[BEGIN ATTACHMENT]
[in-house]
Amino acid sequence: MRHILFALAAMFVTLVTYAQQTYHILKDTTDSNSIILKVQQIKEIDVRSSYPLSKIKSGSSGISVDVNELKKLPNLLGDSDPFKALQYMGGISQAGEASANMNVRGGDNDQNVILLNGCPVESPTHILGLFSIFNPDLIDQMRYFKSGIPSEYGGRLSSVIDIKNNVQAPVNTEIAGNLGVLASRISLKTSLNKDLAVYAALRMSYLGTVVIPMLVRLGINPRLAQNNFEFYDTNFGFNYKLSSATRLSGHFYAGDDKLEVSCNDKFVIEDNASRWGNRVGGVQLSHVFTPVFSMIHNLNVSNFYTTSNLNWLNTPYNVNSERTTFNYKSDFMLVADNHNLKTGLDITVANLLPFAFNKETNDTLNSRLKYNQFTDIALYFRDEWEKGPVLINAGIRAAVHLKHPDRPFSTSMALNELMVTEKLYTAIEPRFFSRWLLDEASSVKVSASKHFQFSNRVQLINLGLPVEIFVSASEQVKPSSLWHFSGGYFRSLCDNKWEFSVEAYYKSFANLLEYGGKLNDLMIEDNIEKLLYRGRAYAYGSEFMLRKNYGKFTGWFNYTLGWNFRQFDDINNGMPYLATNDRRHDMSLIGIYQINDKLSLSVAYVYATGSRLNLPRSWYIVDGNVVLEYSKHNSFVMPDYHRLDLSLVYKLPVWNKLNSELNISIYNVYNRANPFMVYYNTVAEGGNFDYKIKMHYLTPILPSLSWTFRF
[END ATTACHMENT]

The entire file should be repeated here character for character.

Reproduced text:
[in-house]
Amino acid sequence: MRHILFALAAMFVTLVTYAQQTYHILKDTTDSNSIILKVQQIKEIDVRSSYPLSKIKSGSSGISVDVNELKKLPNLLGDSDPFKALQYMGGISQAGEASANMNVRGGDNDQNVILLNGCPVESPTHILGLFSIFNPDLIDQMRYFKSGIPSEYGGRLSSVIDIKNNVQAPVNTEIAGNLGVLASRISLKTSLNKDLAVYAALRMSYLGTVVIPMLVRLGINPRLAQNNFEFYDTNFGFNYKLSSATRLSGHFYAGDDKLEVSCNDKFVIEDNASRWGNRVGGVQLSHVFTPVFSMIHNLNVSNFYTTSNLNWLNTPYNVNSERTTFNYKSDFMLVADNHNLKTGLDITVANLLPFAFNKETNDTLNSRLKYNQFTDIALYFRDEWEKGPVLINAGIRAAVHLKHPDRPFSTSMALNELMVTEKLYTAIEPRFFSRWLLDEASSVKVSASKHFQFSNRVQLINLGLPVEIFVSASEQVKPSSLWHFSGGYFRSLCDNKWEFSVEAYYKSFANLLEYGGKLNDLMIEDNIEKLLYRGRAYAYGSEFMLRKNYGKFTGWFNYTLGWNFRQFDDINNGMPYLATNDRRHDMSLIGIYQINDKLSLSVAYVYATGSRLNLPRSWYIVDGNVVLEYSKHNSFVMPDYHRLDLSLVYKLPVWNKLNSELNISIYNVYNRANPFMVYYNTVAEGGNFDYKIKMHYLTPILPSLSWTFRF